The Cape and Limpopo bushbucks are frequently listed as just a bushbuck. You can take a guess based on the hunt location but ask the outfitter if it's important to you. Some outfitters or agents offer both types of bushbuck on a trophy list so, if a specific bushbuck is a priority, it's best to ask if a change of location is required etc.
The Cape bushbuck trophy fees range from US$900 to US$1300 in South Africa.
The Limpopo bushbuck trophy fees range from US$800 to US$1500 in South Africa. In Botswana, the Limpopo bushbuck trophy fee is around US$1000 and in Mozambique from US$950 to US$1750 including licence fee and tax.
Limpopo and Cape bushbuck also appear in all-inclusive hunt packages. Just make sure you select a package of a suitable length for you to have a fair chance at a bushbuck. They are extremely wary animals and a bushbuck hunt can be quite time-consuming.
Trophy fees for the Nile bushbuck hunted in Uganda will range from US$950 through to US$2500.
Trophy fees for the harnessed bushbuck in west Africa are almost always quoted in Euros. In Benin you are looking at a trophy fee of €1500. In Cameroon, the harnessed bushbuck is on a Group B hunting licence and the trophy fee ranges from €375 up to €700. In CAR, the harnessed bushbuck trophy fee goes from €500 up to €800. In Burkina Faso the trophy fee is from €340 to €1950.
Bushbuck Hunting Methods
The most common way to hunt this species is to slowly stalk the riverine areas and look for movement, or occasionally the entire animal. This method is considerably less effective than still hunting.
These antelopes are browsers and they like to sunbathe in those small open areas between the thick bush. Just walk the suitable areas close to dry or nearly dry riverbeds and look for 'bushbucky' areas. Once located, leave the area to settle down and then return later. Best times seem to be around 9 - 11 am or 3 - 5 pm. Lay out in a discreet position that allows a good view and shooting angle. Usually within an hour or so, an older ram will wander into the area for a bit of easy feed and some sunshine.
This antelope should be treated with caution, especially if wounded. They are brave and those pointy little horns can sever your femoral artery with one sweep.
A Good Bushbuck Trophy
Horn length - if the horns tip out towards the end, the bushbuck will be a fine trophy. For a Chobe, Cape or Limpopo bushbuck, horns over 15" with thick bases will be good. For an outstanding record Chobe bushbuck, take a look at the video below.
Patches of hairless areas around the neck with worn horns will indicate an old bushbuck.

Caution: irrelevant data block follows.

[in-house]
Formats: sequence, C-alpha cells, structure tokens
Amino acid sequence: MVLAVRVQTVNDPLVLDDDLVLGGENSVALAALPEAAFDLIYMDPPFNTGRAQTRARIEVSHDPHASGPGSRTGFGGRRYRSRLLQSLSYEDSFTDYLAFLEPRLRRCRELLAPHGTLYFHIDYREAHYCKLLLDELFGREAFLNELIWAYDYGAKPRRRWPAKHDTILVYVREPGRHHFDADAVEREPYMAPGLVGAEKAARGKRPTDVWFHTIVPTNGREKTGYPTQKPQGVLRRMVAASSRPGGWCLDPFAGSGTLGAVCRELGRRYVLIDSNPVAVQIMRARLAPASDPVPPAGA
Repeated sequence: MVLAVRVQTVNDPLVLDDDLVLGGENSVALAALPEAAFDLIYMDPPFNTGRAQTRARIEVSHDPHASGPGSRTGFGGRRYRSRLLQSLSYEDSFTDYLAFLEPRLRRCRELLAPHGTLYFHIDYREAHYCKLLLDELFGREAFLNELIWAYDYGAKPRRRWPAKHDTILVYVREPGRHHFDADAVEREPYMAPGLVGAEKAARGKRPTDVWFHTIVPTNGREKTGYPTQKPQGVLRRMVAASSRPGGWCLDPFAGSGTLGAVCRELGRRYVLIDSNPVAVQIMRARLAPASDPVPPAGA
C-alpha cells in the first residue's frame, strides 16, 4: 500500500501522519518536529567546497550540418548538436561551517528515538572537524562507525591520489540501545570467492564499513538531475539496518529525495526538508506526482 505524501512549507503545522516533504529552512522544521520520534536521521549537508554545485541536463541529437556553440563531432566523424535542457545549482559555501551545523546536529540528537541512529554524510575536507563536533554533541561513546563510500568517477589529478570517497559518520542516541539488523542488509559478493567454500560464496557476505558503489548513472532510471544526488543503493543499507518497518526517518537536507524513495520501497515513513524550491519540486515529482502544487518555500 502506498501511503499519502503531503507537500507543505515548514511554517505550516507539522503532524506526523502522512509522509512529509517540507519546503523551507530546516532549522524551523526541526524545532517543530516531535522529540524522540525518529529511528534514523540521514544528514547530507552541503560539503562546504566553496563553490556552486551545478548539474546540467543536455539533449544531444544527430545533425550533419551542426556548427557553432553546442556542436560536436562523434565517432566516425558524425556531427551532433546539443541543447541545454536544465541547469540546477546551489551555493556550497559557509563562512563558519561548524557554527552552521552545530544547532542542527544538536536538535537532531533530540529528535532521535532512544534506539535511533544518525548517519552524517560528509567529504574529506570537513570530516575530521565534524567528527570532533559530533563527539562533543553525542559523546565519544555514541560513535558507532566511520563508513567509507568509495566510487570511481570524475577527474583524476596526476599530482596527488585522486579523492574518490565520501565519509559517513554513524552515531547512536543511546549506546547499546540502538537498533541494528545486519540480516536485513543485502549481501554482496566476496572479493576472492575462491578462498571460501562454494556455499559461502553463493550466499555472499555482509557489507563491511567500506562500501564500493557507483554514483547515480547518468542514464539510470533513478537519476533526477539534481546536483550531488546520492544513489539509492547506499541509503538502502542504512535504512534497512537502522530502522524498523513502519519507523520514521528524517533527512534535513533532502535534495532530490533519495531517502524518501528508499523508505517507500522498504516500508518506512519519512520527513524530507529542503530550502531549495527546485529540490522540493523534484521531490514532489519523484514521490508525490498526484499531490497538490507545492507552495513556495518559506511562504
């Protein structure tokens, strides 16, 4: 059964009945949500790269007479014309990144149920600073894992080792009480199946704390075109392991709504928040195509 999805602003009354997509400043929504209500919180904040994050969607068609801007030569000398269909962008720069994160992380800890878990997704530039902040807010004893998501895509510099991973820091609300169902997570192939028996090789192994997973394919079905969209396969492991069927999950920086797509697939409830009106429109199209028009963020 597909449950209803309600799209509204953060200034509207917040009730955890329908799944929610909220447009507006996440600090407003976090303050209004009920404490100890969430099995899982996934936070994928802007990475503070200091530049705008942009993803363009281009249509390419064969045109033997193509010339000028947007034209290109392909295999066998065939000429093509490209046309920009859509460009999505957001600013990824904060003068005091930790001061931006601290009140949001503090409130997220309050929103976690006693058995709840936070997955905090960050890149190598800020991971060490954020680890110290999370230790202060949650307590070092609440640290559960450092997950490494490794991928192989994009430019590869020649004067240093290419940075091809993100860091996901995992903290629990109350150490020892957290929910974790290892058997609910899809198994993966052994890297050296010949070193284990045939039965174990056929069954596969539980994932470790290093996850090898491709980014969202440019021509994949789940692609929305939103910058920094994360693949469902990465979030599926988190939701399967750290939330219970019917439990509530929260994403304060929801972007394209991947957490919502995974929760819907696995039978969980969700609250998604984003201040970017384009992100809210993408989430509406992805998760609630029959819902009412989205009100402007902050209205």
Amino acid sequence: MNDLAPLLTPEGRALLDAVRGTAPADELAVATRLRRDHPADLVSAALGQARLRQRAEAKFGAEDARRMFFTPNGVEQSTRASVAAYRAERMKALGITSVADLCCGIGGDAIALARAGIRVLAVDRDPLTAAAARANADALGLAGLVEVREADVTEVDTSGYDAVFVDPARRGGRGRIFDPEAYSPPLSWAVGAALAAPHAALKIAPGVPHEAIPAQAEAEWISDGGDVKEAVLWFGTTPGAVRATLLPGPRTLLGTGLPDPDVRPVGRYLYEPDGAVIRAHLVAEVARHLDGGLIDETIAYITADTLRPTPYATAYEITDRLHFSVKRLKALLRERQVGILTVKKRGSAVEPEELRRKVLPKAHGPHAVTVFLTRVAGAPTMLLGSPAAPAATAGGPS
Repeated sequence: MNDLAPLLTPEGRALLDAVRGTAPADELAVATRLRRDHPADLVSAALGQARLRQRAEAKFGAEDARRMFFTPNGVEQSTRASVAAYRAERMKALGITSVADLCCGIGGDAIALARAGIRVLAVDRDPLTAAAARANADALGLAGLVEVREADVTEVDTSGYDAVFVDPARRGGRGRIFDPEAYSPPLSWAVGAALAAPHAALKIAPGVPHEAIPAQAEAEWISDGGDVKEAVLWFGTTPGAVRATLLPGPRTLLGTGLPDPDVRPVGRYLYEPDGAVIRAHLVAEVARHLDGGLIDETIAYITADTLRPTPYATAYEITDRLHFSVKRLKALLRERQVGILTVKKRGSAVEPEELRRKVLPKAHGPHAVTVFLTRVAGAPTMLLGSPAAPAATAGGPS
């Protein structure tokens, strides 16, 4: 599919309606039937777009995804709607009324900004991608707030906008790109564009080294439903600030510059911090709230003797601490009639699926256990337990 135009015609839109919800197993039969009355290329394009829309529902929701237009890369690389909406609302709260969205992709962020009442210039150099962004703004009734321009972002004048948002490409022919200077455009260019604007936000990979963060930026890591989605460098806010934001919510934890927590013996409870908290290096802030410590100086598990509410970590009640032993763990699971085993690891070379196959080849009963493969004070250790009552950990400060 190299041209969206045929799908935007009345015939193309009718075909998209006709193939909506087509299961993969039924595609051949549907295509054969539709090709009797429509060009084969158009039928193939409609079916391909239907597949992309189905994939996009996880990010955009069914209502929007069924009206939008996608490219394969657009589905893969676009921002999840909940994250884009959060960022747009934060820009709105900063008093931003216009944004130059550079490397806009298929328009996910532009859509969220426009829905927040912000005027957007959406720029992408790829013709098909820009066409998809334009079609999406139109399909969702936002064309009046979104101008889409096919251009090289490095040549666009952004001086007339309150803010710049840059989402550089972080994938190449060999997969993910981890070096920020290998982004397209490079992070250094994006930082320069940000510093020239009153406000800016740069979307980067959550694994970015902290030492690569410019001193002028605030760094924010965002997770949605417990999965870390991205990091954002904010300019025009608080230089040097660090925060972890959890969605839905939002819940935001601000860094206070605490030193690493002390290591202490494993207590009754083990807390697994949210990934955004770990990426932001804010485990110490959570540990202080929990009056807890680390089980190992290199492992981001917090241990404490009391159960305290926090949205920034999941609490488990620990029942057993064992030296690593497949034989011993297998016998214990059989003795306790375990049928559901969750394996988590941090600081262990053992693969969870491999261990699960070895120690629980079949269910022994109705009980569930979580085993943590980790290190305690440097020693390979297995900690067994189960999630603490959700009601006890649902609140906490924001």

All the bushbuck subspecies prefer indigenous forest, thickets or riverine wooded areas, where dense vegetation provides cover. They often move to small open glades to feed on leaves and soft stems or tree shoots and shrubs of the right height for them.
Bushbuck are always found close to permanent water courses.
Interestingly, where nyala have been newly introduced and do well in a hunting area where bushbuck naturally occur, the bushbuck numbers will decline quite drastically or even become locally extinct. This is thought to be because the larger nyala browses the same food in larger amounts and also taking the food the bushbuck can't reach.
Bushbuck Social Structure
Bushbuck are solitary animals with overlapping home ranges but they are not territorial. They may live and feed close to other bushbucks.
Incredibly you might find that when you shoot your bushbuck, the whole area erupts with other bushbuck jumping up to check themselves for holes...and you never knew they were there.
Bushbuck Gestation Period
After a gestation period of around 6 months, one offspring is born.
Bushbuck Gender Identification
Generally with all the bushbuck subspecies, the males have a darker colouration than the females, resulting in a more striking differentiation between their white stripes and spots.
Males are slightly larger than females and have horns. Bushbuck ewes do not have horns.
Click images to enlarge
Bushbuck Trophy Permits (2015)
All Bushbuck Subspecies
Bushbuck Trophy Taxidermy
If your budget can stretch to it, any one of these exquisite bushbuck subspecies simply demand a full mount display. If a full mount is not possible, of course bushbuck make great pedestal or shoulder mounts.
Don't forget to tell your taxidermist not to blacken and polish the horns, if you want the horns to look natural.
Most of the subspecies of bushbuck are named for the region of Afica they inhabit.
Menelik's bushbuck, Tragelaphus scriptus meneliki, was named in honour of Emperor Menelik II of Ethiopia (1844 - 1913) in 1902 by Oscar Neumann (1867 - 1946), a German ornithologist who travelled through Somaliland and southern Ethiopia collecting zoological specimens from 1900 to 1901.
The harnessed bushbuck was named as such because the white stripes and spots form the distinct pattern similar to a horse harness.
Search For The Spiral Horn by Craig Boddington (2002) who is one of the few hunters who has successfully hunted each of the major varieties and most of the subspecies of the nine spiral-horned antelope of Africa.
Spiral Horn Dreams by Terry Wieland (1995) is about a subject that arouses as much excitement and emotion as any big game. Kudu, bongo, Lord Derby eland, sitatunga, mountain nyala and bushbuck. These animals cause any big game hunter both pain and joy - sometimes simultaneously. If you're not 'mad keen' about hunting these animals before reading this book, you will be afterwards.